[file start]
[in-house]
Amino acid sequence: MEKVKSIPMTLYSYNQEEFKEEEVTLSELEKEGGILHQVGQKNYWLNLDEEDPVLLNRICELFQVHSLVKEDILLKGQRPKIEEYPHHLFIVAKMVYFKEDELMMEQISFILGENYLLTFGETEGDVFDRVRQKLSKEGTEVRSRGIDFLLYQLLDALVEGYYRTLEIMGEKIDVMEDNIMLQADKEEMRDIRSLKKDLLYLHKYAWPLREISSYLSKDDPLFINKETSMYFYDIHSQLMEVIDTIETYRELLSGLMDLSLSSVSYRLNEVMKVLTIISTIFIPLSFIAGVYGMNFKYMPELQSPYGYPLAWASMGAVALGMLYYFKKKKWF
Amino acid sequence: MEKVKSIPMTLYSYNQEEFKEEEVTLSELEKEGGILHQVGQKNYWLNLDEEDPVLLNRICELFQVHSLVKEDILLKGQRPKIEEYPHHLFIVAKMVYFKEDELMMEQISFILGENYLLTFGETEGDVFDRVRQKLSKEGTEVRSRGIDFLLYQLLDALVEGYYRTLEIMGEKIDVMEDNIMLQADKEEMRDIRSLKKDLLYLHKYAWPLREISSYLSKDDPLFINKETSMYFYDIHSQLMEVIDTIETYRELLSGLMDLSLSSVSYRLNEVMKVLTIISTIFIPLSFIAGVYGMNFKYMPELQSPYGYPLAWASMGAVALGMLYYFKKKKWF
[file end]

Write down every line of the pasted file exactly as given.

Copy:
[in-house]
Amino acid sequence: MEKVKSIPMTLYSYNQEEFKEEEVTLSELEKEGGILHQVGQKNYWLNLDEEDPVLLNRICELFQVHSLVKEDILLKGQRPKIEEYPHHLFIVAKMVYFKEDELMMEQISFILGENYLLTFGETEGDVFDRVRQKLSKEGTEVRSRGIDFLLYQLLDALVEGYYRTLEIMGEKIDVMEDNIMLQADKEEMRDIRSLKKDLLYLHKYAWPLREISSYLSKDDPLFINKETSMYFYDIHSQLMEVIDTIETYRELLSGLMDLSLSSVSYRLNEVMKVLTIISTIFIPLSFIAGVYGMNFKYMPELQSPYGYPLAWASMGAVALGMLYYFKKKKWF
Amino acid sequence: MEKVKSIPMTLYSYNQEEFKEEEVTLSELEKEGGILHQVGQKNYWLNLDEEDPVLLNRICELFQVHSLVKEDILLKGQRPKIEEYPHHLFIVAKMVYFKEDELMMEQISFILGENYLLTFGETEGDVFDRVRQKLSKEGTEVRSRGIDFLLYQLLDALVEGYYRTLEIMGEKIDVMEDNIMLQADKEEMRDIRSLKKDLLYLHKYAWPLREISSYLSKDDPLFINKETSMYFYDIHSQLMEVIDTIETYRELLSGLMDLSLSSVSYRLNEVMKVLTIISTIFIPLSFIAGVYGMNFKYMPELQSPYGYPLAWASMGAVALGMLYYFKKKKWF